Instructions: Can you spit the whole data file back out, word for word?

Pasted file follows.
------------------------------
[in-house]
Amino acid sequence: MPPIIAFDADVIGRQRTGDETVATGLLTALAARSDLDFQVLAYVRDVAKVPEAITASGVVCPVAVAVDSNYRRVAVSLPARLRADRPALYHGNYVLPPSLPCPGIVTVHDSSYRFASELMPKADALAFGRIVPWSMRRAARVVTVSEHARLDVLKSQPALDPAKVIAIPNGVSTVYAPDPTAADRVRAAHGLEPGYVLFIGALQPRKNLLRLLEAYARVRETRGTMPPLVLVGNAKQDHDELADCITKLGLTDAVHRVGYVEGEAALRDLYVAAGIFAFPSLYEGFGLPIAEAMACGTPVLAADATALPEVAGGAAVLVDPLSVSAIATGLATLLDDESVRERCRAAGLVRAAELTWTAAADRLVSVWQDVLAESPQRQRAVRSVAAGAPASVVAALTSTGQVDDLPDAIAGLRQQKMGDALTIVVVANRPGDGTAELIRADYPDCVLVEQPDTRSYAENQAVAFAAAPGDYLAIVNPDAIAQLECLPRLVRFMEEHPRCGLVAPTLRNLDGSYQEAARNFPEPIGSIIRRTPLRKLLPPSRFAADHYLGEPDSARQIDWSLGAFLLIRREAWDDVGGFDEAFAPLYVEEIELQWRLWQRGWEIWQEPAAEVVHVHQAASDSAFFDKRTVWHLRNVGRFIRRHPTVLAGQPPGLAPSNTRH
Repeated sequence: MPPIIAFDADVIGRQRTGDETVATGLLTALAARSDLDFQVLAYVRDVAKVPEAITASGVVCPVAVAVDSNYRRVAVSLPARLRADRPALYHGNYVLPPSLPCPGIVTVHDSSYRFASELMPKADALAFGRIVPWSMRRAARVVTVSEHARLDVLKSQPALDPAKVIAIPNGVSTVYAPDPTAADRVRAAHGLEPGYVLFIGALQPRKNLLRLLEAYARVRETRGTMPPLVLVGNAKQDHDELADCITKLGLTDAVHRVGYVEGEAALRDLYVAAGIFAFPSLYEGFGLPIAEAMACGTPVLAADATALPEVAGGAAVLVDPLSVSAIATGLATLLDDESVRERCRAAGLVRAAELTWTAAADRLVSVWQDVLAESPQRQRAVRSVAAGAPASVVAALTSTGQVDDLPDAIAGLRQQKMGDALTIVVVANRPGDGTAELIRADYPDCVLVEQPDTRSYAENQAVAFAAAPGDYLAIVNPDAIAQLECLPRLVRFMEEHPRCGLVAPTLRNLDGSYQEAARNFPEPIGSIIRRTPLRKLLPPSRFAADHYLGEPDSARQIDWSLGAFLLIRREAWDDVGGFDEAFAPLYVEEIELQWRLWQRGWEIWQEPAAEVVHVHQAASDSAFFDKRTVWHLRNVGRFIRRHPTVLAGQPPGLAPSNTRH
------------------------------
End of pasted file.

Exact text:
[in-house]
Amino acid sequence: MPPIIAFDADVIGRQRTGDETVATGLLTALAARSDLDFQVLAYVRDVAKVPEAITASGVVCPVAVAVDSNYRRVAVSLPARLRADRPALYHGNYVLPPSLPCPGIVTVHDSSYRFASELMPKADALAFGRIVPWSMRRAARVVTVSEHARLDVLKSQPALDPAKVIAIPNGVSTVYAPDPTAADRVRAAHGLEPGYVLFIGALQPRKNLLRLLEAYARVRETRGTMPPLVLVGNAKQDHDELADCITKLGLTDAVHRVGYVEGEAALRDLYVAAGIFAFPSLYEGFGLPIAEAMACGTPVLAADATALPEVAGGAAVLVDPLSVSAIATGLATLLDDESVRERCRAAGLVRAAELTWTAAADRLVSVWQDVLAESPQRQRAVRSVAAGAPASVVAALTSTGQVDDLPDAIAGLRQQKMGDALTIVVVANRPGDGTAELIRADYPDCVLVEQPDTRSYAENQAVAFAAAPGDYLAIVNPDAIAQLECLPRLVRFMEEHPRCGLVAPTLRNLDGSYQEAARNFPEPIGSIIRRTPLRKLLPPSRFAADHYLGEPDSARQIDWSLGAFLLIRREAWDDVGGFDEAFAPLYVEEIELQWRLWQRGWEIWQEPAAEVVHVHQAASDSAFFDKRTVWHLRNVGRFIRRHPTVLAGQPPGLAPSNTRH
Repeated sequence: MPPIIAFDADVIGRQRTGDETVATGLLTALAARSDLDFQVLAYVRDVAKVPEAITASGVVCPVAVAVDSNYRRVAVSLPARLRADRPALYHGNYVLPPSLPCPGIVTVHDSSYRFASELMPKADALAFGRIVPWSMRRAARVVTVSEHARLDVLKSQPALDPAKVIAIPNGVSTVYAPDPTAADRVRAAHGLEPGYVLFIGALQPRKNLLRLLEAYARVRETRGTMPPLVLVGNAKQDHDELADCITKLGLTDAVHRVGYVEGEAALRDLYVAAGIFAFPSLYEGFGLPIAEAMACGTPVLAADATALPEVAGGAAVLVDPLSVSAIATGLATLLDDESVRERCRAAGLVRAAELTWTAAADRLVSVWQDVLAESPQRQRAVRSVAAGAPASVVAALTSTGQVDDLPDAIAGLRQQKMGDALTIVVVANRPGDGTAELIRADYPDCVLVEQPDTRSYAENQAVAFAAAPGDYLAIVNPDAIAQLECLPRLVRFMEEHPRCGLVAPTLRNLDGSYQEAARNFPEPIGSIIRRTPLRKLLPPSRFAADHYLGEPDSARQIDWSLGAFLLIRREAWDDVGGFDEAFAPLYVEEIELQWRLWQRGWEIWQEPAAEVVHVHQAASDSAFFDKRTVWHLRNVGRFIRRHPTVLAGQPPGLAPSNTRH